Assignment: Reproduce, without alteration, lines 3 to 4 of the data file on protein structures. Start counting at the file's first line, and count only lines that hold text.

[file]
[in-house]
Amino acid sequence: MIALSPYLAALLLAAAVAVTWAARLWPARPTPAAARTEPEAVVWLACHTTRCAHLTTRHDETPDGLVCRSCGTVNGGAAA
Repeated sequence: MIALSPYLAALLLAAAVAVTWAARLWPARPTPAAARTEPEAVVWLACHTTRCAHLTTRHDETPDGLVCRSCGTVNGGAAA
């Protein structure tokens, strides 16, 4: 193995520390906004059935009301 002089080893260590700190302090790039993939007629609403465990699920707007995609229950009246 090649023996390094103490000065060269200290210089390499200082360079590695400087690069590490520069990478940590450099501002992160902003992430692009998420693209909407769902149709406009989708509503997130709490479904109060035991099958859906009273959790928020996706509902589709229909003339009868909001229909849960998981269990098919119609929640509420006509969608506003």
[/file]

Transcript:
Repeated sequence: MIALSPYLAALLLAAAVAVTWAARLWPARPTPAAARTEPEAVVWLACHTTRCAHLTTRHDETPDGLVCRSCGTVNGGAAA
């Protein structure tokens, strides 16, 4: 193995520390906004059935009301 002089080893260590700190302090790039993939007629609403465990699920707007995609229950009246 090649023996390094103490000065060269200290210089390499200082360079590695400087690069590490520069990478940590450099501002992160902003992430692009998420693209909407769902149709406009989708509503997130709490479904109060035991099958859906009273959790928020996706509902589709229909003339009868909001229909849960998981269990098919119609929640509420006509969608506003």